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IT's identity crisis: How to remain essential as the business evolves

Minda Zetlin | July 24, 2017
The perception of IT's value and its status within an organization are in constant flux. Here's how to stay relevant.

What if you aren't sure how to be seen as a source of revenue and not just cost?

"Strong CIOs are not pulling themselves down into the weeds of managing a cost center. That's why they have VPs," says Patrick Meehan, a distinguished analyst in Gartner's CIO Research group. Instead, he recommends "buckling down" IT into a very efficient business services organization and finding a second-in-command who can oversee "keeping the lights on" functions and work with the business to make sure that the terms of service-level agreements are met and that the organization is getting the best value for its IT dollars.

Once that's done, he says, you should reallocate some of the savings from IT efficiencies to work with other areas on front-office functions and channel strategies — projects that grow the business and help create revenue. That way, he says, "you're moving from a cost center to a profit center."

What if the rest of the organization persists in thinking of IT only as a cost center? In that case, Meehan advises CIOs to find initiatives in which they will have profit-and-loss responsibility. "Get a partner, perhaps someone you've worked with before," he says. "You need a win here, a hook there. Once you've proved you can do it, other P&L leaders will see it and will want to play with you, too."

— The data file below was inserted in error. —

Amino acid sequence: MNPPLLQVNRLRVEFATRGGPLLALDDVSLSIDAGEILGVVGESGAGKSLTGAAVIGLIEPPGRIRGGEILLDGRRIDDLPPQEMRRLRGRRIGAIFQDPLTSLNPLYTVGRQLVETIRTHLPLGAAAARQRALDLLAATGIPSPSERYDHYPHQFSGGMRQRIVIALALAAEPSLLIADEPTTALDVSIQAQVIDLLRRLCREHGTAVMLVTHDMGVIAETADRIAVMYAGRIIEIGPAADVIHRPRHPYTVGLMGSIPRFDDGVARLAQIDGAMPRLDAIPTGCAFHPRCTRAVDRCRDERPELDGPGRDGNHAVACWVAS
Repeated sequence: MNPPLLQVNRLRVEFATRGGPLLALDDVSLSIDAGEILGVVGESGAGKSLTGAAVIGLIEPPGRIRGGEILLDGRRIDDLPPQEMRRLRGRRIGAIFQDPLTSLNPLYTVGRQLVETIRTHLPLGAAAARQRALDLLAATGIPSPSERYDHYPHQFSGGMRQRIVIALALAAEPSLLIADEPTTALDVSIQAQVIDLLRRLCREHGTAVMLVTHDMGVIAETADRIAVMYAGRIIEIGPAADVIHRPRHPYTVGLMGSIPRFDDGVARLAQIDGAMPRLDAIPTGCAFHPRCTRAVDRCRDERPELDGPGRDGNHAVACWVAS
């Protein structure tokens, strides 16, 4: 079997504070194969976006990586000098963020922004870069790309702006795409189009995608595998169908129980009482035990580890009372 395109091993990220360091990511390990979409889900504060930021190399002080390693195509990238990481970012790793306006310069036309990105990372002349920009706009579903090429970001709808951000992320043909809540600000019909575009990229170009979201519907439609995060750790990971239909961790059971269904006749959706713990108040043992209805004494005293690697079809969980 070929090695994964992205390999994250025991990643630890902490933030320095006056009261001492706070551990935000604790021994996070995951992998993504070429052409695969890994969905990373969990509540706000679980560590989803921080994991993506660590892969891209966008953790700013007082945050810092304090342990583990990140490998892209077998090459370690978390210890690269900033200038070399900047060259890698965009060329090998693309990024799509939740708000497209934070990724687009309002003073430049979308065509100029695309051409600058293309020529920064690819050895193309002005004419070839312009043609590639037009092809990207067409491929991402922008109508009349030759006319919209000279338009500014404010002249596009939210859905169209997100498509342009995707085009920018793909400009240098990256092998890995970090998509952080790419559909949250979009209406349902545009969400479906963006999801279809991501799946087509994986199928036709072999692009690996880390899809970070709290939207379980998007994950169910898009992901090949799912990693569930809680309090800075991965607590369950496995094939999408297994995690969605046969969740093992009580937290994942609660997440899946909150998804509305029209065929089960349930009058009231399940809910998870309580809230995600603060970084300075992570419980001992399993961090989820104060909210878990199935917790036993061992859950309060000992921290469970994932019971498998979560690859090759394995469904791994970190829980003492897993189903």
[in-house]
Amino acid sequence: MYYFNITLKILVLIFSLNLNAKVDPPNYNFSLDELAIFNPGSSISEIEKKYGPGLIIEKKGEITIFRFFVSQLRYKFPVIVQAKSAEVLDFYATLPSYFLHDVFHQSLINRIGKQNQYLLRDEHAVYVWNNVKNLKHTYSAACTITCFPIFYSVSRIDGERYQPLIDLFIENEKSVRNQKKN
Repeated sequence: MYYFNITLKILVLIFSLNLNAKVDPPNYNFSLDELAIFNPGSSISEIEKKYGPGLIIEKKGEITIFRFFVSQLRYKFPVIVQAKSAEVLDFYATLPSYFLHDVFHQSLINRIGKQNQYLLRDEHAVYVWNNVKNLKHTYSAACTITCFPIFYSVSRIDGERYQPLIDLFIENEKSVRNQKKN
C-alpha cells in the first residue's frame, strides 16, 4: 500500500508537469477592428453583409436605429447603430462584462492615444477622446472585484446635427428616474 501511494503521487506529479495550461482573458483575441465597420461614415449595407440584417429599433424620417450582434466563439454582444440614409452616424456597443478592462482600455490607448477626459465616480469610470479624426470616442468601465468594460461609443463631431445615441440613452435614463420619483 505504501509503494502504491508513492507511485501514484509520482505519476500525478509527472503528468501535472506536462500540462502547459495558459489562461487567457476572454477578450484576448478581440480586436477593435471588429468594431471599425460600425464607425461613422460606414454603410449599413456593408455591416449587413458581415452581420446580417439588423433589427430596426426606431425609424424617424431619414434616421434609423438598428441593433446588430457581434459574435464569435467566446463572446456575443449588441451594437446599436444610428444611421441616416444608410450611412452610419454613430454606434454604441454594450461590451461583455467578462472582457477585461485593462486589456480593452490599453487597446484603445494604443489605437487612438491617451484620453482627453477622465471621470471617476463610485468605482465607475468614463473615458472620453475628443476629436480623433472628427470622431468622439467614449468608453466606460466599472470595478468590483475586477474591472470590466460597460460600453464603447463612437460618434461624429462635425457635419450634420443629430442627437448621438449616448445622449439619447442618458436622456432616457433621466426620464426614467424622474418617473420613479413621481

Data owner or data support system?

The number of large organizations with chief data officers has more than doubled in the past three years, and Gartner predicts that by 2019, 90% of global organizations will have one. Should IT departments welcome this development or fight to keep data analysis for themselves? It depends a lot on the CDO's reporting relationships and functions within an organization, and whether IT has the skills and capacity to manage data analytics.

One thing's for sure: If you want to turn enterprise technology into a source of monetary value and not just an expense, data is a great place to start. "From 1990 through 2010, companies averaged 4% productivity gains every year," says Jim Fowler, CIO at GE. Most of those gains came from technological improvements. But, he says, during the past five years, companies saw little or no productivity gains, and they began experiencing productivity losses early this year.

"That's the call for change in my role right now," he says. "Productivity gains in the next 10 years are going to come from connecting the value stream of information in a business, information about products, all the data coming off machines and turning that into signals that will help automate work."

Many companies get monetary value from the data itself. Mastercard was an early convert to the value of data and has been warehousing its transaction data for years. The company used that resource to build Mastercard Advisors, a business arm of Mastercard that provides data-driven insights to the retail, financial and real-estate industries, among others.

 

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